Delaware Supreme Court Affirms Dismissal Of Disclosure Claim Based On Subsequent Employment Of Special Committee Chair By Legal Counsel That Advised Committee
On June 15, 2017, the Supreme Court of Delaware affirmed dismissal of a putative stockholder class action alleging breach of fiduciary duty by the directors of Blount International, Inc. (“Blount”) and aiding and abetting claims against other defendants, including Blount’s financial advisor, following Blount’s acquisition by a buyout group consisting of Blount’s CEO and COO, who are also board members, and several entities. Chester Cty. Ret. Sys. v. Collins, No. 603, 2016 (Del. June 15, 2017). Plaintiffs claimed that the proxy statement was materially misleading because it failed to disclose inter alia that the special committee chairman would become a partner at the law firm advising the committee shortly after closing. Although Chief Justice Strine, writing for the Court, observed that “prudence would seem to have counseled for bringing  to light earlier” the chairman’s impending partnership, the Court agreed with the decision of the Delaware Court of Chancery in Chester Cty. Ret. Sys. v. Collins, 2016 WL 7117924 (Del. Ch. Dec. 6, 2016), that this and the other omissions were immaterial and affirmed the dismissal.
Blount’s special committee, comprising four non-management directors, recommended to the board a proposed management-cash-buyout agreement. On March 9, 2016, Blount filed a definitive proxy statement and thereafter filed supplemental disclosures. At the stockholder meeting on April 7, 2016, more than 75% of Blount’s outstanding shares and 71% of the disinterested shares were cast in favor of the merger. Plaintiffs subsequently sued, alleging that various inadequate disclosures constituted breaches of fiduciary duty and argued that the omissions nullified the cleansing effect under Corwin v. KKR Financial Holdings LLC, 125 A.3d 304 (Del. 2015), of the stockholder approval such that the entire fairness of the transaction should be reviewed.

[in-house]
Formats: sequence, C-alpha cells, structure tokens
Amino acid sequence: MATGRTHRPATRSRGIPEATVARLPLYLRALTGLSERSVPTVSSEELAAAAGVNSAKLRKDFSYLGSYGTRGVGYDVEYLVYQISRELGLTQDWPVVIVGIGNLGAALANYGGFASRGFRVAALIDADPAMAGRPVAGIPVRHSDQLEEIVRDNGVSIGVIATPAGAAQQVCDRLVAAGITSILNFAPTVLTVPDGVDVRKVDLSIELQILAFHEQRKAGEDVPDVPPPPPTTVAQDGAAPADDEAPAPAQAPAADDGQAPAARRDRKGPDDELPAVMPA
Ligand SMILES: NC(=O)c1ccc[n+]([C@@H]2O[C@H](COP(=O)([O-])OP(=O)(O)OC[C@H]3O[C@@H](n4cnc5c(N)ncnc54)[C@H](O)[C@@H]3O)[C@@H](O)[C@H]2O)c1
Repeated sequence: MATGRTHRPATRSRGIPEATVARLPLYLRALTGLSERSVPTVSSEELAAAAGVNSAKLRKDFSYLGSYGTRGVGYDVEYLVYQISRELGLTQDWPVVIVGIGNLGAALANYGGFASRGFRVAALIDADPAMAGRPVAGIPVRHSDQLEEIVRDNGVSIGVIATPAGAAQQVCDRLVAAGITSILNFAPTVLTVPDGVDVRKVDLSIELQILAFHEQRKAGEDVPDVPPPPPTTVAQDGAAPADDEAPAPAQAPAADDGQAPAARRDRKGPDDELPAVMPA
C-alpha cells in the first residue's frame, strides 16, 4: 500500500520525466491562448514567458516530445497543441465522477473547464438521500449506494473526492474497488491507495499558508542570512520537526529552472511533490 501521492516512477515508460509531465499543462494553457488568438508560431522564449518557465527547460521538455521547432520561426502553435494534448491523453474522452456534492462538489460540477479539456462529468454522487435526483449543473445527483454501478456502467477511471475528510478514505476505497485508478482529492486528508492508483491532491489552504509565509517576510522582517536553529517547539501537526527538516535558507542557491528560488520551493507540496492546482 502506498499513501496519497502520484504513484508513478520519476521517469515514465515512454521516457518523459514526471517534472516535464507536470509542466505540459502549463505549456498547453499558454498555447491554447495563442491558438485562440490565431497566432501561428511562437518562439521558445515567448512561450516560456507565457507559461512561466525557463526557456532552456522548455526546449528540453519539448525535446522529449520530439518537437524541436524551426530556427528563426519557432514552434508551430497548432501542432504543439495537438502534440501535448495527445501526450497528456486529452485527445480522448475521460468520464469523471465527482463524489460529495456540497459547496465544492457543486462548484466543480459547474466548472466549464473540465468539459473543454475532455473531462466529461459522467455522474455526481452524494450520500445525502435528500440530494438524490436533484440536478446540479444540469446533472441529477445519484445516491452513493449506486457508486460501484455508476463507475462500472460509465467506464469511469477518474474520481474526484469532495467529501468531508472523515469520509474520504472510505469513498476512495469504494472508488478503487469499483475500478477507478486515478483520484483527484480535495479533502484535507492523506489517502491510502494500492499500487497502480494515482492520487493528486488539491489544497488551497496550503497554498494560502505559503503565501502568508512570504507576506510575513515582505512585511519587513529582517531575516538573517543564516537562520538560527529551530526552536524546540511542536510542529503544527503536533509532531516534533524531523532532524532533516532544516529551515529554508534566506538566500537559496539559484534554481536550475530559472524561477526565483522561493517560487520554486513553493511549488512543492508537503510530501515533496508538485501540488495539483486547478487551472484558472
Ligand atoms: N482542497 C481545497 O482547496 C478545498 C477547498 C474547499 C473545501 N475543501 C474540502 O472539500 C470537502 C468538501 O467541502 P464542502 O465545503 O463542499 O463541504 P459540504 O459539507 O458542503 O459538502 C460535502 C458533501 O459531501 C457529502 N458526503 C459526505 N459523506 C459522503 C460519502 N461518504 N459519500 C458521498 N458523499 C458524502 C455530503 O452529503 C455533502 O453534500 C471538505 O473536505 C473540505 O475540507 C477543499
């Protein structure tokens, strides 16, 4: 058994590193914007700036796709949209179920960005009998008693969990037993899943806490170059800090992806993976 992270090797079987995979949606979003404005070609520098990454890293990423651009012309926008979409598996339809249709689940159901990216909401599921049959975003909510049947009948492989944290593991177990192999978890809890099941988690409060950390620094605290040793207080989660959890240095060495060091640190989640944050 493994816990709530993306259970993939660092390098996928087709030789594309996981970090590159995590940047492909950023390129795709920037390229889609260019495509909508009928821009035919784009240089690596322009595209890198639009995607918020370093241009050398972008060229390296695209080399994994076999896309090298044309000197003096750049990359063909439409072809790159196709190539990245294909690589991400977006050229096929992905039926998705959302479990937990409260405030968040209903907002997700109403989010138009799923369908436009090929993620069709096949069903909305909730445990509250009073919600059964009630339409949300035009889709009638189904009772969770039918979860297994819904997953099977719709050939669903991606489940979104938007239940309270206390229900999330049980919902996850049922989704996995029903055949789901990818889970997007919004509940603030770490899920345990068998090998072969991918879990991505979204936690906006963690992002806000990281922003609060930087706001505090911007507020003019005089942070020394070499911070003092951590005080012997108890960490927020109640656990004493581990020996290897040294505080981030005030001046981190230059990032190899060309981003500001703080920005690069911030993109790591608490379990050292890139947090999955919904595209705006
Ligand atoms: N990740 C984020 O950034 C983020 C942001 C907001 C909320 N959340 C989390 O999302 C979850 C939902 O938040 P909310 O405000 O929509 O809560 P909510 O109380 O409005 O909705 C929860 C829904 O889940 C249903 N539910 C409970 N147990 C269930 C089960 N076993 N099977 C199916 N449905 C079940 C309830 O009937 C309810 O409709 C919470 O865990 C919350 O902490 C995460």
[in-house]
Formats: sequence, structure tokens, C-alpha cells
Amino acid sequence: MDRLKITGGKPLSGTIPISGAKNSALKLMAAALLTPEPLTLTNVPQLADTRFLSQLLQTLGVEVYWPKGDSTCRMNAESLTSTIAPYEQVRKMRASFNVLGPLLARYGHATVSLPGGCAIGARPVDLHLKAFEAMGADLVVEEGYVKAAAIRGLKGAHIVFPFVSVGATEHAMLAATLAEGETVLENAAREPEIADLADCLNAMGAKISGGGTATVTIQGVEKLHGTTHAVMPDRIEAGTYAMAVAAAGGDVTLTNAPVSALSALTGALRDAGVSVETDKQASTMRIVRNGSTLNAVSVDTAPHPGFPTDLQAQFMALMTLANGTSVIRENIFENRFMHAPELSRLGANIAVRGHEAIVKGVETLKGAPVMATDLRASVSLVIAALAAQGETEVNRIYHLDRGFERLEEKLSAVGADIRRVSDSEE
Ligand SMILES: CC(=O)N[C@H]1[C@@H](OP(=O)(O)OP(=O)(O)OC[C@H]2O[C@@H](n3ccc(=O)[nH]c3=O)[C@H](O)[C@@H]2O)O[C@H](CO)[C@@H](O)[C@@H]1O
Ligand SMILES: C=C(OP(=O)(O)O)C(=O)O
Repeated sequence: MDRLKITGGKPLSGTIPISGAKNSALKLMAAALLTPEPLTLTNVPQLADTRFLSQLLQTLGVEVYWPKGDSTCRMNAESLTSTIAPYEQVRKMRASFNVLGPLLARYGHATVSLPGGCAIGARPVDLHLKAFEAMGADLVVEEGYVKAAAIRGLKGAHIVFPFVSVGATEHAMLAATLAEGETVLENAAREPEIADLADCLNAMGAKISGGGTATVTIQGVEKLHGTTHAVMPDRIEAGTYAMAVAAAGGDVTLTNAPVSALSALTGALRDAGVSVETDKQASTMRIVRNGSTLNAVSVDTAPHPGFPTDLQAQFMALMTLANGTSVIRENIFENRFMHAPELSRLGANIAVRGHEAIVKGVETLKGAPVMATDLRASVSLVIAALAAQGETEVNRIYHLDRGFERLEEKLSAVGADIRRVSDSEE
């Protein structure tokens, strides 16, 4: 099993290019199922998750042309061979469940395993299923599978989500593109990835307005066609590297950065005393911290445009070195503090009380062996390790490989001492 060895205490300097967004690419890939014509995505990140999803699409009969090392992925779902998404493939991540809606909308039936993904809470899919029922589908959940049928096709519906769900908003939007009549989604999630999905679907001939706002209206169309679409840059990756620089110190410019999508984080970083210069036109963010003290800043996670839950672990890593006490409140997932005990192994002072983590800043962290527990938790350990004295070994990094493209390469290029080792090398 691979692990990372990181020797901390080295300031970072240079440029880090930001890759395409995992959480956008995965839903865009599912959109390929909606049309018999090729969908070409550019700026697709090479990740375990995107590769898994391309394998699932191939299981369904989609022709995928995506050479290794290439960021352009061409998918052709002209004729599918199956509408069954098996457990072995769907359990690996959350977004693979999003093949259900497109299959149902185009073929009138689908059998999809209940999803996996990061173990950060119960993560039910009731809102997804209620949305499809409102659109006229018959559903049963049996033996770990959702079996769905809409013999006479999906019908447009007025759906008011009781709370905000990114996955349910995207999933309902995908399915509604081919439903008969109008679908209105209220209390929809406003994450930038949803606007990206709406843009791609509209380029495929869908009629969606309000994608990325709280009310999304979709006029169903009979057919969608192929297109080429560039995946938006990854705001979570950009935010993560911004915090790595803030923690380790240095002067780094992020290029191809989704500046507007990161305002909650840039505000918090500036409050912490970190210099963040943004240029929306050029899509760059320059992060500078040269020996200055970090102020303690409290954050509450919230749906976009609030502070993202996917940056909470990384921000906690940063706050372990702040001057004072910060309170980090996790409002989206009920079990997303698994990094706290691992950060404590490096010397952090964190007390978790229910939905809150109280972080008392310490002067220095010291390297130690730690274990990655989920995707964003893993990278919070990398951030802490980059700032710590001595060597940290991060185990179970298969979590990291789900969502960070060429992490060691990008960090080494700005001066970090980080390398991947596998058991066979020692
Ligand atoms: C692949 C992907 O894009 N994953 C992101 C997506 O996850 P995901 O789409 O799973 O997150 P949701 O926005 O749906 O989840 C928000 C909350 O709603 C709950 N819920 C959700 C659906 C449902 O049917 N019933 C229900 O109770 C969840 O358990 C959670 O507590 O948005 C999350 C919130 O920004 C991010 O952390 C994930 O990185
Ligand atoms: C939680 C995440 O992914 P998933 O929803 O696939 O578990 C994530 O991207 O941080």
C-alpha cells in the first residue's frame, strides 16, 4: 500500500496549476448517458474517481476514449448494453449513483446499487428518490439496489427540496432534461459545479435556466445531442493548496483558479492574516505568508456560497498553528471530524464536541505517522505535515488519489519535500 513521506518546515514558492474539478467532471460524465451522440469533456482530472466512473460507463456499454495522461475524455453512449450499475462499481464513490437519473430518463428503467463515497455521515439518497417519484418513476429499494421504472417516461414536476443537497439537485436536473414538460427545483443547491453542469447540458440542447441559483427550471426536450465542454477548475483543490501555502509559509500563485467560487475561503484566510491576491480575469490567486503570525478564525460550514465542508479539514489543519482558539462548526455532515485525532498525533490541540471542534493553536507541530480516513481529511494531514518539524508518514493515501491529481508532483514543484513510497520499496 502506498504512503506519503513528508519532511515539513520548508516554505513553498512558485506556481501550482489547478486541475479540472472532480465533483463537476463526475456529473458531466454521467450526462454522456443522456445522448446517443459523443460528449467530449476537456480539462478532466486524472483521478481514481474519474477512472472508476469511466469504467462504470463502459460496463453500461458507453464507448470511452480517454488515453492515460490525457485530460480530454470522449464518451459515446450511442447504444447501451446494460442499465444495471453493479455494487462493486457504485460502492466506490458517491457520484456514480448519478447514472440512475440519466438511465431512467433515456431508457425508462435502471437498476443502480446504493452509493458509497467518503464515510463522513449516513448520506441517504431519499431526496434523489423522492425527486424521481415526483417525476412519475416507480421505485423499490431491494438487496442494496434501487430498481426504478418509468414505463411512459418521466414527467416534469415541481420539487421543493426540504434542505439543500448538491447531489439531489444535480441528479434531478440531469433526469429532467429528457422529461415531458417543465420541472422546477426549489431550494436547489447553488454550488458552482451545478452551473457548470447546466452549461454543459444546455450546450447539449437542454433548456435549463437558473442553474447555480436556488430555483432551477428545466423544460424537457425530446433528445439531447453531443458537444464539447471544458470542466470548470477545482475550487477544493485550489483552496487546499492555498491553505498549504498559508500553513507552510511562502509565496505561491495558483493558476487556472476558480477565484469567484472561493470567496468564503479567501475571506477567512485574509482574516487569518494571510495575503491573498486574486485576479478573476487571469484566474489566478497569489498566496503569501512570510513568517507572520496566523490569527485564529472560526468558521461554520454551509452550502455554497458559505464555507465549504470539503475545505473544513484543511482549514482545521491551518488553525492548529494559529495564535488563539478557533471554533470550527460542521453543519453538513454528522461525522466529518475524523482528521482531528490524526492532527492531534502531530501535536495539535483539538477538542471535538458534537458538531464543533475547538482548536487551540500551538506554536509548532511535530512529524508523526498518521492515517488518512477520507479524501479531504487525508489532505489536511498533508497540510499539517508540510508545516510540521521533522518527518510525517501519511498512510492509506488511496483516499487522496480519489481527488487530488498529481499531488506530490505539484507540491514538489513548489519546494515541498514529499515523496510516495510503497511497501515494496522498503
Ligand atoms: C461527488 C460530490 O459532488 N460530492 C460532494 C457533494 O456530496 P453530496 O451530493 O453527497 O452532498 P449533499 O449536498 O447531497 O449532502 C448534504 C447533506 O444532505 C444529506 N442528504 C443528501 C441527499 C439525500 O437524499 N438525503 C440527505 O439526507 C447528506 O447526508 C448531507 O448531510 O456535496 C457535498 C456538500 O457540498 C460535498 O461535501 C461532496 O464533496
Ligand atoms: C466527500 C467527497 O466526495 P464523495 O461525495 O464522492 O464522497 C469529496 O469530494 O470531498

The Chancery Court held that none of the alleged omissions were material and that the connection with outside counsel had not compromised the committee chairman’s independence. The Court agreed, but observed that the post-closing disclosure of the chairman’s future employment with the firm “raised needless questions” that could have been avoided by earlier disclosure since the director’s employment at the firm was “at least under serious consideration, if not already agreed upon,” before the closing.
The Court’s commentary serves as a reminder that perceived conflicts of interest related to an existing relationship with an outside advisor—including legal counsel—may become a stockholder suit. The decision also reminds parties to a transaction that the cleansing protections of stockholder approval under Corwin extend only so far as the adequacy of the disclosures on which the stockholders relied.